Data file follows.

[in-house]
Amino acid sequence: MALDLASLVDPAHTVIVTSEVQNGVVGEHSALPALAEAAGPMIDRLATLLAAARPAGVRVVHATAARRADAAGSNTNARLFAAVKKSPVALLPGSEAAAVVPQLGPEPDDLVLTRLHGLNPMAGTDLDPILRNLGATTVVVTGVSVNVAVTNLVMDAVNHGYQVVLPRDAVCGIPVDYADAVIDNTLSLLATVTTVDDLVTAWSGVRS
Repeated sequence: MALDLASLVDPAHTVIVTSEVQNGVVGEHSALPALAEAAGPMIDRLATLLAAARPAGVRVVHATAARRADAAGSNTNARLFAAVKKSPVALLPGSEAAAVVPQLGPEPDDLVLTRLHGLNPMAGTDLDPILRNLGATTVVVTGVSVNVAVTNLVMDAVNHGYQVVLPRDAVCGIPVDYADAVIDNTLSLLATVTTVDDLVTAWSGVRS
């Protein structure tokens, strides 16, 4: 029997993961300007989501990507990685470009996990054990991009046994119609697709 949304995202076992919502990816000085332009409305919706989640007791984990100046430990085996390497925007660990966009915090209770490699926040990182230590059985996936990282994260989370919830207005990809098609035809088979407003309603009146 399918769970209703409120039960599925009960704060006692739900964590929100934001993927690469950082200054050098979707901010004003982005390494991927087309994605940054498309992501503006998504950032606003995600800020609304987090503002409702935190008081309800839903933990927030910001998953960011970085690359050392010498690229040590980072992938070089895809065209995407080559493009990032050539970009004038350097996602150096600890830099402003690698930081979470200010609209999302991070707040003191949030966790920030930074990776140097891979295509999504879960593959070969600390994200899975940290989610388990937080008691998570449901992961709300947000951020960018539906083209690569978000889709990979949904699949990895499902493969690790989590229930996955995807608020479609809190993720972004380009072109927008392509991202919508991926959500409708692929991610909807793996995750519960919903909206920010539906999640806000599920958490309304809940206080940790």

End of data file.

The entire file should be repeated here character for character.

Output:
[in-house]
Amino acid sequence: MALDLASLVDPAHTVIVTSEVQNGVVGEHSALPALAEAAGPMIDRLATLLAAARPAGVRVVHATAARRADAAGSNTNARLFAAVKKSPVALLPGSEAAAVVPQLGPEPDDLVLTRLHGLNPMAGTDLDPILRNLGATTVVVTGVSVNVAVTNLVMDAVNHGYQVVLPRDAVCGIPVDYADAVIDNTLSLLATVTTVDDLVTAWSGVRS
Repeated sequence: MALDLASLVDPAHTVIVTSEVQNGVVGEHSALPALAEAAGPMIDRLATLLAAARPAGVRVVHATAARRADAAGSNTNARLFAAVKKSPVALLPGSEAAAVVPQLGPEPDDLVLTRLHGLNPMAGTDLDPILRNLGATTVVVTGVSVNVAVTNLVMDAVNHGYQVVLPRDAVCGIPVDYADAVIDNTLSLLATVTTVDDLVTAWSGVRS
């Protein structure tokens, strides 16, 4: 029997993961300007989501990507990685470009996990054990991009046994119609697709 949304995202076992919502990816000085332009409305919706989640007791984990100046430990085996390497925007660990966009915090209770490699926040990182230590059985996936990282994260989370919830207005990809098609035809088979407003309603009146 399918769970209703409120039960599925009960704060006692739900964590929100934001993927690469950082200054050098979707901010004003982005390494991927087309994605940054498309992501503006998504950032606003995600800020609304987090503002409702935190008081309800839903933990927030910001998953960011970085690359050392010498690229040590980072992938070089895809065209995407080559493009990032050539970009004038350097996602150096600890830099402003690698930081979470200010609209999302991070707040003191949030966790920030930074990776140097891979295509999504879960593959070969600390994200899975940290989610388990937080008691998570449901992961709300947000951020960018539906083209690569978000889709990979949904699949990895499902493969690790989590229930996955995807608020479609809190993720972004380009072109927008392509991202919508991926959500409708692929991610909807793996995750519960919903909206920010539906999640806000599920958490309304809940206080940790």